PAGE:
Gillian Hyland’s Words in Sight Exhibition

On Thursday 1st February at Studio 7, Gillian Hyland’s Words in Sight Exhibition opened. Gillian is a friend of Art on a Postcard since participating in our Photography Project in October. It was great to see that two of the pieces, Unforgiven and Havana VI, that Gillian had entered into Photography on a Postcard featured at the exhibition.

The room itself hosts the photographs excellently, navy blue walls, gold light fixtures and antique furniture are typical of one of her staged environments. Gillian creates supernatural staged images, presented as film stills or dramatic moments. Hyland’s unsettling mise-en-scene are full of sex and desire, sadness and nostalgia. Narratives that are psychologically evocative – at once sublimely theatrical yet poignant. Hyland describes herself as an image maker and story teller; her dramatic photographs are based on her own poems, and depict characters in human dramas and isolated emotional situations. Frozen in time, solitary and vulnerable moments are presented in glorious technicolor and timeless sets.

Overall, Gillian’s work is sumptuous in the way oil paintings can be. Smoke, antiques, velvet, silk and thick glimmering water, they are smooth and intense. Three photographs in particular stood out for me as extremely moving. In Look Away an older guy is getting into a car as a mother and daughter watch him walk away. In Unforgiven, a woman with a large glass of red wine faces out towards us as a man leans towards a window at the back. And finally in Too much too soon a pensive girl sits on the end of the bed with a man fast asleep beside her. These photographs are cinematic snapshots of grim relatable moments like an inhalation of life's darkest moments. They might be pivotal moments in her characters lives, and so thought about in hindsight as the hyperdrama that Gillian presents them in. Unglamorous moments presented as high glamour, has nostalgic connotations that moved me. Not only are Gillian’s works impressively cinematic and intricate in her attention to detail and so they captivate you.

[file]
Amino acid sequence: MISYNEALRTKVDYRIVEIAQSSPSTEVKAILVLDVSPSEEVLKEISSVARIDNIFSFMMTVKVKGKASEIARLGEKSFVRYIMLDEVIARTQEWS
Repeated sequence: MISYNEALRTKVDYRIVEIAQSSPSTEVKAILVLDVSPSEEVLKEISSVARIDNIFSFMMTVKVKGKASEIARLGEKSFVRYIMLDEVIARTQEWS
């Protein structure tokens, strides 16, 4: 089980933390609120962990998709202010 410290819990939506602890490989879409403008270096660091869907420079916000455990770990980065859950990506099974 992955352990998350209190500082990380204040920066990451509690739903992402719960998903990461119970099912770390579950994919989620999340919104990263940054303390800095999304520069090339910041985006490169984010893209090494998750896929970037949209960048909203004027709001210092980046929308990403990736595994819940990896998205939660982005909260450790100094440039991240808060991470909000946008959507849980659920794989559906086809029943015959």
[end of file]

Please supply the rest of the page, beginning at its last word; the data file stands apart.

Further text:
The exhibition runs 1-8th February, so catch it over the next couple of days.

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